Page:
Luxembourg along with 32 other European countries has been ordered by the European Court of Human Rights to respond to a landmark lawsuit filed by six youth climate activists.
The 8 to 21-year-old plaintiffs from Portugal lodged their complaint in September, after a series of devastating heatwaves and wildfires in the regions where they live. “The Applicants are currently exposed to a risk of harm from climate change, in particular from increased heat and its associated consequences,” documents filed with the human rights court say.
The case argues that the EU’s 27 member countries as well as Norway, Switzerland, Russia, Turkey, the UK and Ukraine are violating the children and young adults' human rights by contributing heavily to the climate crisis.
The plaintiffs suffer from respiratory conditions, anxiety, stress and difficulty sleeping, the case files say. In addition, they were unable to attend school or go outdoors during the worst of the heatwaves and fires.
The European Court of Human Rights (ECtHR) on 30 November gave the crowd-funded case--supported by the Global Legal Action Network--the go-ahead, obliging the 33 countries to respond to the complaint by February 2021. The court also granted the case priority status.
Should the countries in the case fail to convince the Strasbourg court they are doing enough to address climate change and protect the children and young adults, it could order them to step up emissions reductions.
Delano has contacted Luxembourg’s justice and environment ministries for comment.
Luxembourg is in the process of enshrining its climate targets into law and the government in 2020 adopted a national energy and climate plan, as mandated by the European Commission.
It plans on reducing carbon emissions by 55% in the next decade as well as increasing the share of renewable energies to 25% by 2030. It wants to be climate neutral by mid-century, has adopted a zero-waste strategy and plans a five-fold increase of organic farming.
But the Organisation for Economic Development and Co-Operation (OECD) in November warned the country must “redouble its efforts” to actually meet those targets. CO2 emissions in Luxembourg increased by 2% in 2019, according to Eurostat data. Before lockdown, the grand duchy was on track to miss its emission targets for this year.
The Paris Equity Check-- that assesses the impact of countries’ Paris Agreement pledges--concludes that under Luxembourg’s current goals, the Earth would warm by 3.8°C by 2100. This is well above the 2°C limit pledged in the Paris Agreement and the 1.5°C upper limit urged by the UN.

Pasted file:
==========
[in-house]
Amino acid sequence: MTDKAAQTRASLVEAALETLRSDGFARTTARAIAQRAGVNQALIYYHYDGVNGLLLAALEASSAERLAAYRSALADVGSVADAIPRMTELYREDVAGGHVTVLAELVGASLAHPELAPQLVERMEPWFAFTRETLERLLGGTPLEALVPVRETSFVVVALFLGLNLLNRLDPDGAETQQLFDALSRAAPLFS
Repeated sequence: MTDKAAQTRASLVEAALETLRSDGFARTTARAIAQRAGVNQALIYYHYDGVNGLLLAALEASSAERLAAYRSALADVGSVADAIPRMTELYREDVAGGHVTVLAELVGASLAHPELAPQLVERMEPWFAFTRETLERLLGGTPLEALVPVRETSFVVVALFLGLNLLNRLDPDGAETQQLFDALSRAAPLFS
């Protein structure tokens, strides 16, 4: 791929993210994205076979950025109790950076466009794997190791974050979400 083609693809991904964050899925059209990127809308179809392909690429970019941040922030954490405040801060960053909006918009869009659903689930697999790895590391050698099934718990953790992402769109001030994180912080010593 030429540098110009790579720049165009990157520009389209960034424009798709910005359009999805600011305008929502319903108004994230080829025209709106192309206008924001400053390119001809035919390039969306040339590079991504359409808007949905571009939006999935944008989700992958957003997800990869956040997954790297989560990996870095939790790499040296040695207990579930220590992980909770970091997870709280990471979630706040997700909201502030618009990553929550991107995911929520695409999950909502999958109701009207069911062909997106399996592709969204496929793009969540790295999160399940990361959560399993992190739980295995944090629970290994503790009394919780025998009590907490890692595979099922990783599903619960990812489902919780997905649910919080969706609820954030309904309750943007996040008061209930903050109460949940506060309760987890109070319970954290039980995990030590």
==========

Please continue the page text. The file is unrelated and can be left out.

The case at the ECtHR follows legal action taken by a group of plaintiffs from the EU, Kenya and Fiji against the European institutions. They argue the EU’s 2030 climate target of reducing domestic greenhouse gas emissions by at least 40% compared to 1990 levels is “not sufficient to protect lives, livelihoods and fundamental rights from the impacts of climate change.”
The European General Court dismissed the so-called People’s Climate Case, but the group filed an appeal with the European Court of Justice in July 2019.
A total of 1,587 climate litigation cases were brought forward between 1986 and May 2020, according to research by the Grantham Research Institute on Climate Change and the Environment at the London School of Economics.
But the study also says that “questions about whether the outcomes of these cases actually help to address climate change in a meaningful way remain unanswered.”
The Luxembourg branch of environmental organisation Greenpeace in 2019 took social security minister Romain Schneider to court for his ministry’s failure to respond to questions over the climate risks linked to the country’s public pension fund.
The court decided that Schneider should have responded to Greenpeace’s letter but also that he could not be blamed for not possessing the information demanded by the activists. The pension fund has since pledged an environmental review. The document was slated for 2020 but has so far not been published.
Lawmakers on Thursday afternoon will debate the fund’s investment strategies as well as that of another sovereign fund, the so-called “Fonds souverain intergénérationnel du Luxembourg”.